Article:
“An artist can spend money on a video, do whatever they want and be assured that their fans will see it via social media,” says Gibbard. “Unlike in the past, they will not be buried in the early morning hours of VH1 or MTV or worse, never be aired at all.”

Scharpling says that the treatment for “Teardrop Windows,” in which Gibbard tries to subvert his own “nice guy” persona, was partly a commentary on the new paradigm in music marketing. “To have this thing play in the music business in 2012,” Gibbard was forced to play against preconceptions.

“At this point,” Gibbard explains, “most people who follow me on twitter have figured out that I have a sense of humor about things, especially myself. That being said, the perception of me being a very earnest, serious guy has gotten a little out of hand over the years. Tom brought the idea to me and I took to it immediately.”

It’s always fun to take yourself out of someone’s pigeonhole.

Mann, also one of the funnier people on Twitter, agrees that image deconstruction is a big part of a funny video’s appeal. Mann’s association with comedy goes back even further, to the “Acoustic Vaudeville” tour she did in 2000, with her husband, Michael Penn. The two songwriters employed comic friends like Tompkins, Patton Oswalt, Andy Kindler, Todd Barry and David Cross, to fill the awkward between-song silence with what she describes as “a ringer, if you like, to come on and [provide comic banter] for us once the song ended.”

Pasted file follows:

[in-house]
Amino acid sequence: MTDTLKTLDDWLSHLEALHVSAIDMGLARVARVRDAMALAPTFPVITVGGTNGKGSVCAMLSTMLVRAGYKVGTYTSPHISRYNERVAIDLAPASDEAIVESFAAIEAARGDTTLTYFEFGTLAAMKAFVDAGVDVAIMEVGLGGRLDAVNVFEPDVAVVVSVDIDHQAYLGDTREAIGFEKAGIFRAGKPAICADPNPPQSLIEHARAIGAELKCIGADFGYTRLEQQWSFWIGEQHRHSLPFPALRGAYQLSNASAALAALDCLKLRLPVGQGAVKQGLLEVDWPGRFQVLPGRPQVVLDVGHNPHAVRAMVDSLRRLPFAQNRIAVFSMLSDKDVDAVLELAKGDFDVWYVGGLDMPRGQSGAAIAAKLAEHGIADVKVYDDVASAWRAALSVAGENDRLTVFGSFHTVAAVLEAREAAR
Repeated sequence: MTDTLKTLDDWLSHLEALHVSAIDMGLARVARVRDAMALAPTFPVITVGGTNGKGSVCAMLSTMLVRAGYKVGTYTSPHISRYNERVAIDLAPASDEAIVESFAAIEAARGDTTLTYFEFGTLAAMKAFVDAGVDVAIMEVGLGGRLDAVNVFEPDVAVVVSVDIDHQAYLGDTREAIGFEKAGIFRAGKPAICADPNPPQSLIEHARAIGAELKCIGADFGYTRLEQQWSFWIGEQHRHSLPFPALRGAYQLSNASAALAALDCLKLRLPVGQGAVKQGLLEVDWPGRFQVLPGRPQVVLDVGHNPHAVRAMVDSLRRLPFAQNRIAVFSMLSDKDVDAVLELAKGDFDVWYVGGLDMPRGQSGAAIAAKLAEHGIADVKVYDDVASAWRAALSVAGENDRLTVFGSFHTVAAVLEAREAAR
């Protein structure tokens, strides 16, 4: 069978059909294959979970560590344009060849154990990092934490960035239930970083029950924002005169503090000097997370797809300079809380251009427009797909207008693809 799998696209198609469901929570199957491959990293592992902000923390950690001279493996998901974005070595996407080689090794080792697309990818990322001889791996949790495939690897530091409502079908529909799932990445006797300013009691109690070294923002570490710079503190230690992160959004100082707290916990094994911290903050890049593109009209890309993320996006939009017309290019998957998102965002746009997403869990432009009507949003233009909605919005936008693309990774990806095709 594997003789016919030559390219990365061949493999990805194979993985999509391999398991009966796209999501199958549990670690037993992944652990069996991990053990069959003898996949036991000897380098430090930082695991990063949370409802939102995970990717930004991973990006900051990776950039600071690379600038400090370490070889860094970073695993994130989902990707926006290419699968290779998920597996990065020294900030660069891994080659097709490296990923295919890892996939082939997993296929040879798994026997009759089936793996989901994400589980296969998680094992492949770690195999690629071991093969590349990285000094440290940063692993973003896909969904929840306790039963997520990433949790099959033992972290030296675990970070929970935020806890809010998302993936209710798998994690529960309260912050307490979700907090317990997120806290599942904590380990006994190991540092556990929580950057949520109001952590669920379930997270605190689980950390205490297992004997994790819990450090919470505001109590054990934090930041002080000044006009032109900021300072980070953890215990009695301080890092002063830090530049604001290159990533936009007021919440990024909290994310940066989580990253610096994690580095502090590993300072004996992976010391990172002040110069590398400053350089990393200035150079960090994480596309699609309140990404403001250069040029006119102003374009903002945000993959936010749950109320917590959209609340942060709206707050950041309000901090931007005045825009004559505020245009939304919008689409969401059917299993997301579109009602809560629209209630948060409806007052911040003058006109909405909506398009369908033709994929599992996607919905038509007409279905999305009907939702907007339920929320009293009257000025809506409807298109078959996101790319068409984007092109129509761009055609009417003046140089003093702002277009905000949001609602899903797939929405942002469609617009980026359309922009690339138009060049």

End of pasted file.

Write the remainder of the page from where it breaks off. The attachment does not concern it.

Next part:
“I think a lot of people assume I am pretty introverted, which is mostly true, and serious, which is only partially true,” says Mann. “I don’t think I’m consciously trying to do things with comedians to offset that perception, but I do kind of get a kick out of the idea that that might be happening. It’s always fun to take yourself out of someone’s pigeonhole.”

She adds that the music/comedy continuum generally works in both directions, and she credits Scharpling’s instincts for helping achieve a balance in her videos for songs from her 2012 album Charmer.


“Honestly,” Mann adds, “the comics I think are the best have themselves a seriousness to them, maybe one that is buried pretty deeply, but on some level I feel like I can usually sense it. Tom is one of those people who can talk seriously about real things and isn’t one of those ‘always on’ guys or someone who uses humor to constantly avoid talking about anything serious or uncomfortable or tricky. He is completely game to have those conversations.”